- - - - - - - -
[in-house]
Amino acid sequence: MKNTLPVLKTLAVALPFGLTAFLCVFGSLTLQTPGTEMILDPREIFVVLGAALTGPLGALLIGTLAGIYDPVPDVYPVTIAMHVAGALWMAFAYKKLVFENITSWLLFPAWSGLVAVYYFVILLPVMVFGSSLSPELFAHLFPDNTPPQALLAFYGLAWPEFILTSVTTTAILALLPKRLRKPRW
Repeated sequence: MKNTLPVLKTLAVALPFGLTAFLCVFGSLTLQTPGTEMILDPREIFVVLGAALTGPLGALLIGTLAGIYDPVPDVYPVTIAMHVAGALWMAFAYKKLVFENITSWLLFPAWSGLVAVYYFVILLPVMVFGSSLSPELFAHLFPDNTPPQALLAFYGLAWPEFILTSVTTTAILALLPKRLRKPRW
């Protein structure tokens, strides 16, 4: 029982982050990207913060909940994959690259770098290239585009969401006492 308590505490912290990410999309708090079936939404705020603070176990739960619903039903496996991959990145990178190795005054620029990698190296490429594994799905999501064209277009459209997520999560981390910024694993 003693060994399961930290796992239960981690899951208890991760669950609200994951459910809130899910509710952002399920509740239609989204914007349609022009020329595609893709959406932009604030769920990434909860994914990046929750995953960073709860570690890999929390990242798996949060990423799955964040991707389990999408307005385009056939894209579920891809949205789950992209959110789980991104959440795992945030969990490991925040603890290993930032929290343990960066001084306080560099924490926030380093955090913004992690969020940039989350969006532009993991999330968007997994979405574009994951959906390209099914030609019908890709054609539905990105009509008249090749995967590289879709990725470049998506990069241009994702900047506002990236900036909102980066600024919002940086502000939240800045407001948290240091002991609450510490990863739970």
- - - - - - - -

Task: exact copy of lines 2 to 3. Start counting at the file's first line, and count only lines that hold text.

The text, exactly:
Amino acid sequence: MKNTLPVLKTLAVALPFGLTAFLCVFGSLTLQTPGTEMILDPREIFVVLGAALTGPLGALLIGTLAGIYDPVPDVYPVTIAMHVAGALWMAFAYKKLVFENITSWLLFPAWSGLVAVYYFVILLPVMVFGSSLSPELFAHLFPDNTPPQALLAFYGLAWPEFILTSVTTTAILALLPKRLRKPRW
Repeated sequence: MKNTLPVLKTLAVALPFGLTAFLCVFGSLTLQTPGTEMILDPREIFVVLGAALTGPLGALLIGTLAGIYDPVPDVYPVTIAMHVAGALWMAFAYKKLVFENITSWLLFPAWSGLVAVYYFVILLPVMVFGSSLSPELFAHLFPDNTPPQALLAFYGLAWPEFILTSVTTTAILALLPKRLRKPRW